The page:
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The winged bean, also known as the goa bean, four anchors bean, and asparagus pea, is a climbing vegetable with large, twisting leaves that can reach heights of more than 13 feet (4 m). It is a type of legume related to soybeans that looks like a pole bean. It has white, pink, or pale blue flowers and rectangular, four-sided pods with winged edges. The pods can be red, purple, or green and will usually grow up to 8 inches (about 20 cm). The roots of the winged bean produce carrot-sized tubers with white pulp.
Every part of the winged bean is edible. The pods have a sweet taste similar to green peas. The leaves taste like spinach when cooked. The flowers of the winged pea taste like mushrooms and can be used as food coloring. Its roots produce tubers that taste like nut-flavored, early-season potatoes.
Recipes include stir-fried winged beans, tempura, and salads. If refrigerated and wrapped in plastic, winged beans can last up to three days. They can serve as an alternative to more popular vegetables like asparagus, soybeans, and spinach.
The cultivation of winged beans is straightforward given the right conditions. The plant can be grown in backyard plots, between fields, or over fences. The seeds grow quickly, especially when planted at the start of the wet season. Stakes or supports will allow for more plant growth and multiply yields. Winged beans are largely resistant to weeds and pests and make good cover plants for large plantations.
During the 1970s and early 1980s, farmers and agricultural scientists hailed the winged bean as a wonder crop because of its high concentration of proteins, vitamins, and minerals. Almost all parts of the plant have been studied and proven to have abundant nutritional value. It has been dubbed a supermarket on a stalk by the National Research Council of the National Academy of Sciences.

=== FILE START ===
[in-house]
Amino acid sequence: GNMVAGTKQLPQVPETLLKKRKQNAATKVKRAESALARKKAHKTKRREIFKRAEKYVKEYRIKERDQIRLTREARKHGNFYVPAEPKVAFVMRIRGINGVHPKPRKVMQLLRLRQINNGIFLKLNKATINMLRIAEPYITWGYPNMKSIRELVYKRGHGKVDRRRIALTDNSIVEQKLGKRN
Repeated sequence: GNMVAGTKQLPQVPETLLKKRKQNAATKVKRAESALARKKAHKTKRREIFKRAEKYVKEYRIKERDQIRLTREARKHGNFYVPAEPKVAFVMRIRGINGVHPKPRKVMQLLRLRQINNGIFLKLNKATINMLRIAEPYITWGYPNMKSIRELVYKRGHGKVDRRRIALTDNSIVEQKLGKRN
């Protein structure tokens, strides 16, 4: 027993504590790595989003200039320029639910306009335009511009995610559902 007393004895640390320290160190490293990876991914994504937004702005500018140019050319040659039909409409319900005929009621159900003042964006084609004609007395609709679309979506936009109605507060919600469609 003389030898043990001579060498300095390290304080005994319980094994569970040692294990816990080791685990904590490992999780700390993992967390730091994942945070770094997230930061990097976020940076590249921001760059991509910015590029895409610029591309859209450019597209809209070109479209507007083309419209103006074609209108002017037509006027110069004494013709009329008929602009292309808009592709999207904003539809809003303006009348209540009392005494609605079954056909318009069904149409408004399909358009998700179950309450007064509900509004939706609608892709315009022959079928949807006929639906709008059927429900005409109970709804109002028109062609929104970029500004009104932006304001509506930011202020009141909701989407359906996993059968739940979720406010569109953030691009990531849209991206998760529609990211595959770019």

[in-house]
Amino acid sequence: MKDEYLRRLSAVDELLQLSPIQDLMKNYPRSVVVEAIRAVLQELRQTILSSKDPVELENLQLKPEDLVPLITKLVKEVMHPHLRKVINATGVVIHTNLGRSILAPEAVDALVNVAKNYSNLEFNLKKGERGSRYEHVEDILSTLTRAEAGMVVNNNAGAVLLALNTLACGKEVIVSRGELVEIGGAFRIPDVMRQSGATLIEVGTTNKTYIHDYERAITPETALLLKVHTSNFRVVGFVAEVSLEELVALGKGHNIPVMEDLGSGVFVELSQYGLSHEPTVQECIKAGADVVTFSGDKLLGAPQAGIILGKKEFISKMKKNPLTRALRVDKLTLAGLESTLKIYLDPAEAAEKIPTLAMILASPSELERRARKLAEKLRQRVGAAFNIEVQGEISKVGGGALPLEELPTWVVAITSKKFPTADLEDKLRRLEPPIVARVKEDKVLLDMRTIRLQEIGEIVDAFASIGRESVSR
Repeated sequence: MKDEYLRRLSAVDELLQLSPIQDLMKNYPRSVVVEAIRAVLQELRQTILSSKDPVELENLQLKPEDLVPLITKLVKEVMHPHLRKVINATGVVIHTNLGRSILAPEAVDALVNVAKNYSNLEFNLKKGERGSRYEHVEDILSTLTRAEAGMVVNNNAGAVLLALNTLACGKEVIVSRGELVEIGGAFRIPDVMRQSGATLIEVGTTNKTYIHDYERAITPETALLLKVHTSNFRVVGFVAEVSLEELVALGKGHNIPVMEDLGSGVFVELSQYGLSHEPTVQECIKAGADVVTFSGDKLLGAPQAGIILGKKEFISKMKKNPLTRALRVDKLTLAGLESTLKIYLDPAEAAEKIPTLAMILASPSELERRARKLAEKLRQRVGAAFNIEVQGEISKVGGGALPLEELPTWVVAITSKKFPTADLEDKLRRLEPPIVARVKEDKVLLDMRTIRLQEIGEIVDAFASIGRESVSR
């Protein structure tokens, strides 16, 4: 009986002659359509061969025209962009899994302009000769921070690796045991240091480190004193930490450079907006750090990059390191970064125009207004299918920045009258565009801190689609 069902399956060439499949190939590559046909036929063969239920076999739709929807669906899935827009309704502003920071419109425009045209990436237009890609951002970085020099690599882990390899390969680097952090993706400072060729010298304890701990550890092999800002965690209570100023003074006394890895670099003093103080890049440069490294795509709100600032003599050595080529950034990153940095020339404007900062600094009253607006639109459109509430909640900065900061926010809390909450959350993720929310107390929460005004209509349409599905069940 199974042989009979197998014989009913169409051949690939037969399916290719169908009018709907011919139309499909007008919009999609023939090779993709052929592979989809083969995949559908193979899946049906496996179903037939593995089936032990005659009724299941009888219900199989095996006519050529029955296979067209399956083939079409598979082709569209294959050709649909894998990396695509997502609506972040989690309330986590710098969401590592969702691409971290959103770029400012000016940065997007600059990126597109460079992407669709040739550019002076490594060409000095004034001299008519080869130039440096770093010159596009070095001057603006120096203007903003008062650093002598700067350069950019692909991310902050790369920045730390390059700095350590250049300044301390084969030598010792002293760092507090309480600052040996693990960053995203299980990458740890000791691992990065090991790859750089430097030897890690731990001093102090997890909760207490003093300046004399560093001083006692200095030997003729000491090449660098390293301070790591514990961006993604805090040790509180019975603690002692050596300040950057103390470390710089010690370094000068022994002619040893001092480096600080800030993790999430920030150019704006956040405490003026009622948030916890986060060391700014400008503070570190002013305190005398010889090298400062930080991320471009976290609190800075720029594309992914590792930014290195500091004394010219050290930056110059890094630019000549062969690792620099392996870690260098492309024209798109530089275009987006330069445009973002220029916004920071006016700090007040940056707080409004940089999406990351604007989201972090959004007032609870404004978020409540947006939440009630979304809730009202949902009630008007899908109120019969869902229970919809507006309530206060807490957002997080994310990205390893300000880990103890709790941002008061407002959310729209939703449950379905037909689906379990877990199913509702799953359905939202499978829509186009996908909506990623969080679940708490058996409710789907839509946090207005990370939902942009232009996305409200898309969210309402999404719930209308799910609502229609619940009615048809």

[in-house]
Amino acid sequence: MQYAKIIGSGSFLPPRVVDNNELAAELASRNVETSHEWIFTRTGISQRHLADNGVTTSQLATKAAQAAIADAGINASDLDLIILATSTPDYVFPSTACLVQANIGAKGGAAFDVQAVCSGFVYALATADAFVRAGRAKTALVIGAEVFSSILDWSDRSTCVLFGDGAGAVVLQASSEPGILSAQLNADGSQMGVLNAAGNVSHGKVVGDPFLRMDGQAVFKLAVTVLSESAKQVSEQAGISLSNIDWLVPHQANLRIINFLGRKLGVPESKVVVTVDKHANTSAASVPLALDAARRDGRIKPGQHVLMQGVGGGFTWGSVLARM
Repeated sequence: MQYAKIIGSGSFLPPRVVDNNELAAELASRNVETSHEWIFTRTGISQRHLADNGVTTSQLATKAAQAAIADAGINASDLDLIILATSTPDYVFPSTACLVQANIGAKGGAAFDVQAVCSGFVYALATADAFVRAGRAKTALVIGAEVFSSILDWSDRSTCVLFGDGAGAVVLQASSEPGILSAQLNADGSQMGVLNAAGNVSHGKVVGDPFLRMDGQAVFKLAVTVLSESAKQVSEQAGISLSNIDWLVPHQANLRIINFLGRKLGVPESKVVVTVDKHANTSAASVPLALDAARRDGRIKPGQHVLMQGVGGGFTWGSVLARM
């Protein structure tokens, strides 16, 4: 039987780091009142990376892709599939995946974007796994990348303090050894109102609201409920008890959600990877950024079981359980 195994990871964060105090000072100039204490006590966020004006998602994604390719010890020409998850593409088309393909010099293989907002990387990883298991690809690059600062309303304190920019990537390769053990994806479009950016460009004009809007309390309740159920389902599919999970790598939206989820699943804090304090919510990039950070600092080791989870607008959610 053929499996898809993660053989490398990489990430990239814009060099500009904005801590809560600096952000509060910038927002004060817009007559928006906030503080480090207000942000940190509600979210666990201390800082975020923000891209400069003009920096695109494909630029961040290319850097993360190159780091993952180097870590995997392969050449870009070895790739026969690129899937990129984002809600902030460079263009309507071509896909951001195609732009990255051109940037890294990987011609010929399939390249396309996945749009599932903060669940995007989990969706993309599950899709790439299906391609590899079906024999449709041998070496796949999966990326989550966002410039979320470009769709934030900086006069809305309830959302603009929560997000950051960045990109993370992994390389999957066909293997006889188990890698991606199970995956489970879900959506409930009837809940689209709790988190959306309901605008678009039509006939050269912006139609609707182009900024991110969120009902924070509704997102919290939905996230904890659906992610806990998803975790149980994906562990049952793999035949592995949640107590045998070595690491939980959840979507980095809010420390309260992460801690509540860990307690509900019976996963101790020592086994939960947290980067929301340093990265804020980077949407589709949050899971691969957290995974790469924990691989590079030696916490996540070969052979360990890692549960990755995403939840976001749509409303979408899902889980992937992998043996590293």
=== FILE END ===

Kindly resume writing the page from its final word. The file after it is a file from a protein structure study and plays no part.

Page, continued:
The exact geographic origin of the winged bean is unknown. Authorities have speculated that it may have come from Papua New Guinea, Madagascar, or India. Most winged beans are now grown in Southeast Asia, particularly in Indonesia, Papua New Guinea, and the Philippines. Some varieties are grown as far west as India and Bangladesh. The humidity and abundant rainfall in these tropical countries are conducive to winged bean growth.
@Soulfox -- That is something to think about, huh? Why aren't we seeing winged beans all over the blasted planet?
I don't know and I am not qualified enough to even make an accurate guess, but I suspect we might find the answer to your question in the last paragraph of the article. It seems these do well in tropical climates, but who knows how they would do in areas that aren't so humid and don't get incredible amounts of rainfall?
Still, you would think some brainy researcher had figured out how to adapt the winged bean to less hospitable climates by now.
Seeing how people have praised the winged beans for their nutritional value, why aren't we seeing this plant cultivated more for areas where food is scarce and such a plant could feed so many people? If they are easy to grow, you would think the winged bean seed would have been shipped all over the place by now.
Odd that this plant is not all that well known if it is as nutritious as people say.